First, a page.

95% of Itacoa waves are shut-downs. Over a week or so, I only saw a handful of bodysurfers make pull-out barrels.  Most waves feature a split-second of trimming, followed by a throaty barrel and Homeric thrashing.  (Most guys eschew handplanes because they stall the drop too long…and no one wants to get pitched at Itacoa!).  Once in awhile a bodysurfer gets a longer ride, but usually on backed-off, inside stuff.   The average ride is 3 seconds:  Drop, tuck, and suck.  Itacoa is all about one instant of whomping glory, but with a lip as thick as Pipe, that can be the moment of a lifetime.

Brazilians don’t go to the beach to lay down. They are always playing around with balls and paddles, or promenading the goods up and down the beach.
Brazilians don’t go to the beach to lay down. They are always playing around with balls and paddles, or promenading the goods up and down the beach.

The California Coup

Breno “Batman” , Mark Drewelow, Fredinho and Gabriel Sampaio Photo: Pervaleo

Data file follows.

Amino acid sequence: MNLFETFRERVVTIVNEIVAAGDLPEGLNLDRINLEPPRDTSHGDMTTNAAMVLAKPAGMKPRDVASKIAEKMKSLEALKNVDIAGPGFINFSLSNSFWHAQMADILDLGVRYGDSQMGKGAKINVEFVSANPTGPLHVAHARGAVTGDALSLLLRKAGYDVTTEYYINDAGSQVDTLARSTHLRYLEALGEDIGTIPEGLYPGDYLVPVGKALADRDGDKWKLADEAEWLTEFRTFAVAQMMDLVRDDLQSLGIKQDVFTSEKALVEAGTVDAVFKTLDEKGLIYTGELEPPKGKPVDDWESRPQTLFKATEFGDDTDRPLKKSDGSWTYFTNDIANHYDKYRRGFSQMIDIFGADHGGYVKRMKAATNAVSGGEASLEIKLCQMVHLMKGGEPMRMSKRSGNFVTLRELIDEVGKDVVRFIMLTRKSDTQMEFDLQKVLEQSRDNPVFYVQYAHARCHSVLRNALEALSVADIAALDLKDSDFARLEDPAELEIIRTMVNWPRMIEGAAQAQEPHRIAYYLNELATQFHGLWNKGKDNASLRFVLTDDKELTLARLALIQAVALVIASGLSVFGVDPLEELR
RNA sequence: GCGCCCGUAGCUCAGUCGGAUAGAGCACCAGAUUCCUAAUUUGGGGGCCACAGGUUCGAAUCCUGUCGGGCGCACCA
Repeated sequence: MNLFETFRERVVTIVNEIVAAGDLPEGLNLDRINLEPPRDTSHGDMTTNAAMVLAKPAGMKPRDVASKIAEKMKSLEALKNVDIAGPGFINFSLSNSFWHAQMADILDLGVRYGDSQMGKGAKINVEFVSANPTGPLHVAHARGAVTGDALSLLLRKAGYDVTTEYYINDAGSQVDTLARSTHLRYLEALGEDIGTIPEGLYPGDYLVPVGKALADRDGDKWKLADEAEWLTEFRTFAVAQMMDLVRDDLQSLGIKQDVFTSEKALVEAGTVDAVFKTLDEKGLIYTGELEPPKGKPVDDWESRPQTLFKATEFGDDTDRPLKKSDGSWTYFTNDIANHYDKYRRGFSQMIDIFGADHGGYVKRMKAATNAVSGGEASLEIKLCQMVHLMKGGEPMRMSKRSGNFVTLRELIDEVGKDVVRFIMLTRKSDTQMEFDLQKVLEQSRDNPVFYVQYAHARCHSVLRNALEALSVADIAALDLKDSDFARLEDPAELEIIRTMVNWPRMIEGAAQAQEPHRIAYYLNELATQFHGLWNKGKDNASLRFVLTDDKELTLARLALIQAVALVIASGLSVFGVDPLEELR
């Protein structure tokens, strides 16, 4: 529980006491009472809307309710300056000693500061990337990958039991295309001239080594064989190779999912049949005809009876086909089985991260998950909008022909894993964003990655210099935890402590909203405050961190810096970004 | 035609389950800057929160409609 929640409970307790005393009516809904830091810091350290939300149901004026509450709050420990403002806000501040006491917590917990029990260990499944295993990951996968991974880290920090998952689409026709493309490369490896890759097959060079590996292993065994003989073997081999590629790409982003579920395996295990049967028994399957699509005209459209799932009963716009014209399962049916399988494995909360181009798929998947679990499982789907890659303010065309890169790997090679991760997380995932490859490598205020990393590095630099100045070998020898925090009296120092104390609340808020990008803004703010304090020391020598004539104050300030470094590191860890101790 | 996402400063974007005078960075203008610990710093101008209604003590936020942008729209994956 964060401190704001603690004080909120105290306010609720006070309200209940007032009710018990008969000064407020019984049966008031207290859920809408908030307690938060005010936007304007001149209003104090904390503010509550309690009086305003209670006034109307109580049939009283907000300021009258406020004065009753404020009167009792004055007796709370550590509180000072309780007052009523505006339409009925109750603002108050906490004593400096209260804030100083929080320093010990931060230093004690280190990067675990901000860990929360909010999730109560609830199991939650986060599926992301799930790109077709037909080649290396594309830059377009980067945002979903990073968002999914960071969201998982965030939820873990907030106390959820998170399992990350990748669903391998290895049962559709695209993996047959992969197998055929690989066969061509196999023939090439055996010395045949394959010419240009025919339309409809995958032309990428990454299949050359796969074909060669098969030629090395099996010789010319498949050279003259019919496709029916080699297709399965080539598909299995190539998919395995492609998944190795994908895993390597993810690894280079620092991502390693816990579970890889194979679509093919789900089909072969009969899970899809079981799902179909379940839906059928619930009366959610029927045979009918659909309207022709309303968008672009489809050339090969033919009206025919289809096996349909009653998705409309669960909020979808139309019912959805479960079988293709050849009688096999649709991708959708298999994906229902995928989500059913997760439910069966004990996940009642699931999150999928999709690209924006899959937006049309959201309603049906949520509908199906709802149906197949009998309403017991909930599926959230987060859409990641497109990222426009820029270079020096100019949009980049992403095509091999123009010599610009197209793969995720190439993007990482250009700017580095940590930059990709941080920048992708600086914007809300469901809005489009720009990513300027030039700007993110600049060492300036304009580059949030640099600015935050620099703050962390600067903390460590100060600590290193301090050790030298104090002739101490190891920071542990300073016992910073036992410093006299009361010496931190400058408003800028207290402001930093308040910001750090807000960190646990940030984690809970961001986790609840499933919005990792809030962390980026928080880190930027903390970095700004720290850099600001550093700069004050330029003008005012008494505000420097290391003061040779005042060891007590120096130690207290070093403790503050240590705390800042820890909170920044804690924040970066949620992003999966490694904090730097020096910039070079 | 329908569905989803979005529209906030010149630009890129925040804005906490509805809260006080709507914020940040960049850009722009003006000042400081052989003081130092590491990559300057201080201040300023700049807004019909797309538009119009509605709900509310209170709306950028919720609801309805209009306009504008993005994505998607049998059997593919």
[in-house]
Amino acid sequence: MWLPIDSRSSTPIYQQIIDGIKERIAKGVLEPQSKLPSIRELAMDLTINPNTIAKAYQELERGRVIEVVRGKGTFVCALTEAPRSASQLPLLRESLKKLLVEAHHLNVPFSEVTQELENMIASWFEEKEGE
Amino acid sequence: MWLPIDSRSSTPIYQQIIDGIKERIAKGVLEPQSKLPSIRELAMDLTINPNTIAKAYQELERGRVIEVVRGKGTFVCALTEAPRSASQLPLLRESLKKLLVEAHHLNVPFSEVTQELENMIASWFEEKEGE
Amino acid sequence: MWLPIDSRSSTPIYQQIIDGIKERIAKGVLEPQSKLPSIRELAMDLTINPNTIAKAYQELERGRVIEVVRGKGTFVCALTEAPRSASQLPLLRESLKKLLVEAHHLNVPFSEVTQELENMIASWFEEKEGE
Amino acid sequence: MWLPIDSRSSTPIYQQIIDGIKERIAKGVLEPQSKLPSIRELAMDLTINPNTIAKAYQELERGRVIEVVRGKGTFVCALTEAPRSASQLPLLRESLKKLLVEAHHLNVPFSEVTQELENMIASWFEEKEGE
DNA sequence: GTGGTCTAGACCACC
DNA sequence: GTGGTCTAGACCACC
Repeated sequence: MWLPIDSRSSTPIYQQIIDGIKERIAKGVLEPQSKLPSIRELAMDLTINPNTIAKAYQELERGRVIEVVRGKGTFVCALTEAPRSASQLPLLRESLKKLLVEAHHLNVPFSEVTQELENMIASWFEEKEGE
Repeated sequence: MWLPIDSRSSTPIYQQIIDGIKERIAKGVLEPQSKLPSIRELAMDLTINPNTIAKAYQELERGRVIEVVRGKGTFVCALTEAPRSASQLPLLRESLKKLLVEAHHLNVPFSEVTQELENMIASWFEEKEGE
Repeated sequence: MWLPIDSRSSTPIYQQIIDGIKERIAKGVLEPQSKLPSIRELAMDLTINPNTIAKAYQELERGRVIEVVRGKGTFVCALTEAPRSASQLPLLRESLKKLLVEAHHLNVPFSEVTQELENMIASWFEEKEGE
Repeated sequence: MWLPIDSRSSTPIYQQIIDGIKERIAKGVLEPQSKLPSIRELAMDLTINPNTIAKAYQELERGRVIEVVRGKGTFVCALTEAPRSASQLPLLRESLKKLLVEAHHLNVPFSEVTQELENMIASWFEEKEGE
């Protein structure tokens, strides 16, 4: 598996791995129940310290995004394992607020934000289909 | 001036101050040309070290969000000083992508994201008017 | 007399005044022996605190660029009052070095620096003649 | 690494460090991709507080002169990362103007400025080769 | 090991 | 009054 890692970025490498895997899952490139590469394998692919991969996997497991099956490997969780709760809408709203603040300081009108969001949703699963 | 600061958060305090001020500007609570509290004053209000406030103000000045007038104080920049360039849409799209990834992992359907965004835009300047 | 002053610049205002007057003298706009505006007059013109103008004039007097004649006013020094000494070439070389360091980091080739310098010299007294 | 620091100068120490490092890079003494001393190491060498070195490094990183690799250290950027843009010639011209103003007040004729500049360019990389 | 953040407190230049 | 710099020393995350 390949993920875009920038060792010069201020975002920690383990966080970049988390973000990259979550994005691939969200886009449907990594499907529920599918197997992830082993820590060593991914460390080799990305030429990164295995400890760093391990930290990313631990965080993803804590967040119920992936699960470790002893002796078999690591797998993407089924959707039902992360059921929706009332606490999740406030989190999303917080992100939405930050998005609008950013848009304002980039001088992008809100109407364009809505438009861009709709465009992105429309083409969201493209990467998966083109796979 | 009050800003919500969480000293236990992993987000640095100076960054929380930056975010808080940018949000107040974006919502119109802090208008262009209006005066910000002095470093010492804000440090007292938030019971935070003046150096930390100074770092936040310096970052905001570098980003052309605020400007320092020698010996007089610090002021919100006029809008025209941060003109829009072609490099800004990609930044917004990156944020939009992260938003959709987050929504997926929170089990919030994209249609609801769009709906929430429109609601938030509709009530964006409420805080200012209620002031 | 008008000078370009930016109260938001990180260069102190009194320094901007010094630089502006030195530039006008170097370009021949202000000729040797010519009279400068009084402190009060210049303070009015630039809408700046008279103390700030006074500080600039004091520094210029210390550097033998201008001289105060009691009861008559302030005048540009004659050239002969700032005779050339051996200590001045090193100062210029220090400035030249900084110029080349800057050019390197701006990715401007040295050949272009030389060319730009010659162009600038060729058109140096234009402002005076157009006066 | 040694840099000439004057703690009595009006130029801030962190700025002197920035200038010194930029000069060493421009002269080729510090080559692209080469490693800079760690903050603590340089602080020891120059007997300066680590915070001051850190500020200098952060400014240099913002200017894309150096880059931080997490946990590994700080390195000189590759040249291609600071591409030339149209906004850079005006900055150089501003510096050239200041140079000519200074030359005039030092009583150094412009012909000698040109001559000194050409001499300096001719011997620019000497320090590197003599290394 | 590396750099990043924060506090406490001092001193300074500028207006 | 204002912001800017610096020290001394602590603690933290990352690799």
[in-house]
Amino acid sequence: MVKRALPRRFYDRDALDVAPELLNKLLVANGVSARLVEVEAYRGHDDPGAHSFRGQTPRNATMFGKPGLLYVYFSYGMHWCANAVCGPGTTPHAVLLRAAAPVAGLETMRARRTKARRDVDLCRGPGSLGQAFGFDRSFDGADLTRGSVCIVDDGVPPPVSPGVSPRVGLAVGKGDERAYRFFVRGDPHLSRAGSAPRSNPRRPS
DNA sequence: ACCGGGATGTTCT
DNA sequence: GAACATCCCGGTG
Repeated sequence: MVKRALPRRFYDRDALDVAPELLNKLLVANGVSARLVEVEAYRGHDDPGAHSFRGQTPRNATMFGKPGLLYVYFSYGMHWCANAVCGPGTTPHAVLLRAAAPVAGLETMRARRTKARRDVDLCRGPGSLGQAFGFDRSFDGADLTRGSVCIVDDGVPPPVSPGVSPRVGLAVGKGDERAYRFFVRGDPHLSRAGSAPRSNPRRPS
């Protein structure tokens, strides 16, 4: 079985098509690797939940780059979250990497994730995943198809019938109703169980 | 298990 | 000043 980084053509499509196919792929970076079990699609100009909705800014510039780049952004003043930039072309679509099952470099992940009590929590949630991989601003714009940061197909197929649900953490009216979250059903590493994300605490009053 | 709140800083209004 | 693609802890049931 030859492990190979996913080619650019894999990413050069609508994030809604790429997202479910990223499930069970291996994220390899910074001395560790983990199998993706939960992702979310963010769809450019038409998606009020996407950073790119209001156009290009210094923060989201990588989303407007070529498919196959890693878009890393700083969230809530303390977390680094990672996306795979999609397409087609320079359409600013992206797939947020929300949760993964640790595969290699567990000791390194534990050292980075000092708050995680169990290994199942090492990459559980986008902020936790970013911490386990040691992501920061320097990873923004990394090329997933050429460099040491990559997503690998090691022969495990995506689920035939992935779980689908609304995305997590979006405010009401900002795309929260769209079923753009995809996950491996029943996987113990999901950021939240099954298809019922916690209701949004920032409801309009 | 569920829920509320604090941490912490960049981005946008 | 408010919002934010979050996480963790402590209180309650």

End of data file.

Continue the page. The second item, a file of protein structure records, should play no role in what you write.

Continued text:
Breno “Batman” , Mark Drewelow, Fredinho and Gabriel Sampaio Photo: Pervaleo

Mark Drewelow, a 53-year-old from San Diego, impressed every one when he showed up sight-unseen at Itacoa the day before the comp (he was out at first light in near-storm conditions), and then placed an impressive 4th in the event.  Judge Vinicius Dobis attributed Mark’s success to experience, good wave choice, and overall endurance. Mark started surfing SoCal spots like the Wedge in the ‘70s.   Before his heat, we watched as a dog jumped into the edge of the water and was instantly carried sideshore by a river of water moving at a fast jog.  “Look at how that water is moving,” Mark commented.  “I’ve never seen water move like that.”